Dr. Manning agrees. “As we work on expanding our capacity for self-compassion, we can find support in not doing this alone. It can seem counter-intuitive. People used to tell me, ‘You just need to learn to accept yourself.’ But it’s hard to accept yourself when all around you, people are putting you down, making fun of you, and demonstrating that they think you have little value. We can more easily access self-compassion when we experience compassion, when we see reflected in other people’s behavior that we are worthy of care, consideration, and acceptance.”
“Other people can show us the path to self-compassion when it’s new to us, and can keep reminding us that this is possible. For a long time, when I judged myself harshly, I would remember the voice of a dear friend who always received me with total compassion. I couldn’t always find the words to be compassionate to myself, but recalling his words would be a needed jumpstart.”
But what if our emotions keep us from celebrating Pride? That’s okay, they say. Pride started as a protest against authorities abusing their power to persecute the LGBTQ+ community, after all. Give yourself time to process everything from an inside point-of-view instead of solely external, and see if that helps you feel better.
“Not wanting to celebrate is okay,” Catchings says. “Any feeling we are experiencing that makes us avoid participating during the celebrations has a valid reason. However, it is important to take some time to reflect on the reasons why you feel that way. Ask yourself if that attitude is creating more issues or if you will be more resentful in the future for not celebrating this year.”
Mindfulness activities, journaling, yoga, breathing exercises, practicing a hobby or sport, or participating in a support group can help to soothe your emotions. Still, Dr. Manning warns that some techniques may seem helpful at the time but aren’t.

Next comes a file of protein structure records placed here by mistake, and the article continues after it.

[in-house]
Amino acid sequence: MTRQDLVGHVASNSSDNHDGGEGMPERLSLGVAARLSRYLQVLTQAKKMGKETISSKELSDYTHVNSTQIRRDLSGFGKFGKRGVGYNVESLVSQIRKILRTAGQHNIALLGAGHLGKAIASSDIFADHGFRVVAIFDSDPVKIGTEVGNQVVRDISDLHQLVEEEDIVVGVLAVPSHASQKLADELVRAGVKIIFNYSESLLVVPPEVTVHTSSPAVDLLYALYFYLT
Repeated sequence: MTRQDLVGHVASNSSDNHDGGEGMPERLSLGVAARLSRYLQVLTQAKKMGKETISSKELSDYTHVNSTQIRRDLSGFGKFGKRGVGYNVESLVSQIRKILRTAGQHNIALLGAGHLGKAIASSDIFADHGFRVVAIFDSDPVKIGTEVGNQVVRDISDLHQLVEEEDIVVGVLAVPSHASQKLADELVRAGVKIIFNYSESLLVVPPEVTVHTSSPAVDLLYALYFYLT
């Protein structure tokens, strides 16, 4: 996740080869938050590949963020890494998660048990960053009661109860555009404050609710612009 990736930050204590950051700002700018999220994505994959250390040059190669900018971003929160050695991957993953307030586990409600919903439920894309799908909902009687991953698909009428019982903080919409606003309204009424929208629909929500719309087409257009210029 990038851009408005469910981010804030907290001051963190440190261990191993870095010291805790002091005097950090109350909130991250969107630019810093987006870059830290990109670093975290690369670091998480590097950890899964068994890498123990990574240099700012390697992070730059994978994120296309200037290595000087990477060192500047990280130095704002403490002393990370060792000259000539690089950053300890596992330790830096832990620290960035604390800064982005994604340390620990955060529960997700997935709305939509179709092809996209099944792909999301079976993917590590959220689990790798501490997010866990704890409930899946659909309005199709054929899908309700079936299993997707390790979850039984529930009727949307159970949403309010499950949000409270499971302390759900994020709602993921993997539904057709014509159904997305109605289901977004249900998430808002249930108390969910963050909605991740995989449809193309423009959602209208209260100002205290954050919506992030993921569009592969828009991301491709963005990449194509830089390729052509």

“As a Black psychologist, so many people have shared messages of anti-compassion they’ve learned from their family, often with the best intentions. Instead of giving ourselves permission to feel, to self-empathize, we’re told just to get back out there, pretend,” she said. “For many of us, without the capacity for the healing effect of self-compassion, we seek strategies to distract ourselves or numb ourselves.”
“We use food, alcohol, drugs, and increasingly, the internet and social media. We want to feel cared for and nurtured, so we turn to meaningless sexual encounters. We rely on accessing and expressing anger and judgment at ourselves or others. We even have behaviors that seem prosocial but still serve to distract us from our feelings.”
“Many of us have some emotions we think it’s okay to experience, and others we demonize. I might allow myself to feel anger and rage but not allow myself to feel grief and despair. We think we have to ‘chin up’ and soldier on, be professional, don’t let them see it hurts,” Dr. Manning added. “We can welcome and hold all our reactions and emotions with compassion.”
“One way we can access that compassion for our reactions is to recognize that each emotion is fueled by an underlying need, something that is deeply important to us. If we feel anger, it might be fueled by our deep longing for justice, for relief from pain. We can even feel compassion for our numbness – our inability to feel may be our body’s best strategy to relieve the intense pain.”
“Remember that you are the change that you want to see in the world, and not celebrating or participating in some way may sabotage progress and your own happiness,” Catchings pointed out. “If you feel like it after reflecting on your reasons not to celebrate, pick up those colors and wear them proudly wherever you go!”